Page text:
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Yes, it is possible, but not probable. If you were married when you paid down this debt for her, the court will likely view it as a gift. When you divorce, you can at least seek to have her be responsible for this debt herself and not have it considered community debt.
I wouldn't be so concerned about the 15K that you paid as I would getting the court to assign the rest of this debt solely to her.
Why would the rest of the dept be my obligation?
Did she get acquire this debt before or after you were married?
All under her name, private student loans, mostly before marriage. ~10,000 afterwards
When dividing the marital estate, most states require that the courts consider the parties' debts as well as their assets. In states which recognize the concept of marital and separate property, the courts generally recognize by analogy the concept of marital and separate debts. Marital debts are those incurred for a valid marital purpose; separate debts are those incurred for a nonmarital purpose. A marital purpose is ordinarily one which benefits both parties.
And, to clarify, I the money was taken out of a joint bank account that she did not contribute to.
Like other marital debts, the classification of a student loan depends upon the purpose for which it was incurred. When the purpose of the loan was to pay the costs of attaining a specific degree, a large majority of states hold that the degree is not marital property. Since the purpose of the loan was to obtain something which was not marital property, one court reasoned that the loan is a separate debt of the student spouse.
A joint account, by definition, means it is co-owned by both parties. It does not matter that she did not contribute to it.
The 10K she took out during the marriage may be considered martial debt. BUT, you could receive an offset against it for the 15K you have already paid.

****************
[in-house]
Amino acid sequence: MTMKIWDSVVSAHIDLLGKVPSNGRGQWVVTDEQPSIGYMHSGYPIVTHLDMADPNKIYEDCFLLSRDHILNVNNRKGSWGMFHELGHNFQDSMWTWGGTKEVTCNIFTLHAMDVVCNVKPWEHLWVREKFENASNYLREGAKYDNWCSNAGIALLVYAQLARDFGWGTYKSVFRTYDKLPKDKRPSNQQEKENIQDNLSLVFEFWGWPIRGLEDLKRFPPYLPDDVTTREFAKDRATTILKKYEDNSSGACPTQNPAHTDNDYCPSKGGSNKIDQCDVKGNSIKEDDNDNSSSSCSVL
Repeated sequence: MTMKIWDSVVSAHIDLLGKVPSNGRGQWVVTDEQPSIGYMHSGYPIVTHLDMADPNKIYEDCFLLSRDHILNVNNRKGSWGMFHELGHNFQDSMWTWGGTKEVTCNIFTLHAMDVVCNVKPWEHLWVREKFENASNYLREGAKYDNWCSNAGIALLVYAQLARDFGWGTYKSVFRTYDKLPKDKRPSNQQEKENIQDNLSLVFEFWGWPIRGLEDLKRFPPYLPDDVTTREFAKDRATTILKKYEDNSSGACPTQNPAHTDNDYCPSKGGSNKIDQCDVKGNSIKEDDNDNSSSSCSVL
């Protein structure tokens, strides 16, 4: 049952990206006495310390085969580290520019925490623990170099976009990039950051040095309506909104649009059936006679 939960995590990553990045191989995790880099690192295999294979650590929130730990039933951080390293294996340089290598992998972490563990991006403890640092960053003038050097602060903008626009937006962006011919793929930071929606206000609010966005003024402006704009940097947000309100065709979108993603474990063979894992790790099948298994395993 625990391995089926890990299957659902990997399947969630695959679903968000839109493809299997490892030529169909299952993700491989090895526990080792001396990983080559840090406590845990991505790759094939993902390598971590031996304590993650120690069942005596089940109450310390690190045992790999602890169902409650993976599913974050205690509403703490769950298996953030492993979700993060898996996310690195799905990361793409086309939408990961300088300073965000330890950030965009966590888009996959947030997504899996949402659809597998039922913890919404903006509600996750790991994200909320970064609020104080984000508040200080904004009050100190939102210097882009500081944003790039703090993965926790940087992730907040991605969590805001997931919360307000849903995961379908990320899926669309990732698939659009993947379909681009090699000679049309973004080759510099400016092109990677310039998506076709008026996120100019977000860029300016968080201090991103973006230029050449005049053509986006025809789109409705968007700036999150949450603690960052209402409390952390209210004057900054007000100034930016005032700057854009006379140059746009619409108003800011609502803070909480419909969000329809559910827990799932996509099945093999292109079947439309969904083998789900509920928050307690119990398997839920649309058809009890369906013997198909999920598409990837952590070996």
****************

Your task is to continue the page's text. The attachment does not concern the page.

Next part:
The court would be much more willing to do something like that than just give you the 15K back.
The good news is that she sounds like she has a good education and the court will require her to go out and get a job rather than just collect spousal support.
Is there a public record or local free resource in ones district that could show precedent of such a case?
I use paid sites like Lexis and Westlaw, but you may find something on Findlaw.com.
Thank you, XXXXX XXXXX that.
Like I said though, student loans are generally considered the obligation of the spouse that took them out. Sometimes, if the debt was acquired during the marriage, the court can consider that marital debt. But since you have already paid 15K and she took out 10K, you may get a set off of 10K here.
This is conisdering the court would say that you would have owed 5K of the 10K in det your wife took out while you were married. Since you paid 15K, you actually overpaid by 10K here.
So when the court lines up all the marital debt and assets, they may take 10K of the amount you would owe toward those debts right off the top.
Does that make sense?
This would be the best argument to present to the court.
Well, If you are saying it is irrelevant that all dept are in HER name after the marriage, and she took out 10K after we married, she would own 1/2 and I own 1/2, since I paid 1/2 of the 10K +10K I May be able to have the 10K offset the marital dept assets?
Yes, that is what I am saying. And that is ONLY if the court views the 10K as marital debt. They may consider it separate debt and then you would not have to worry about it.
Your argument against making ALL of her student loan debt marital property is that you received NO benefit from it at all. For instance, she acquired all this debt and never worked in the field in which she received the degree. Thus, she never used this degree to contribute to the marital relationship.
No benefit to you = Her separate debt
"Separate dept - not worry about it"- does this mean I would get the 15K offset the dept asset, or I will receive nothing in this ruling?
Yes, it means you could ask for the 15K to be offset.
one last question, if all dept was before marriage, is this all seperate dept and would it all be offset under this ruling?
After we are through here, check out this website. It should give you a little more info on NC law in this area. It also has some case law in there, and even though it is from other states, NC frames the student loan debt this way as well: http://ricefamilylaw.com/blog/2010/12/27/how-to-handle-student-loan-debt/
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Allright. Thank you very much.
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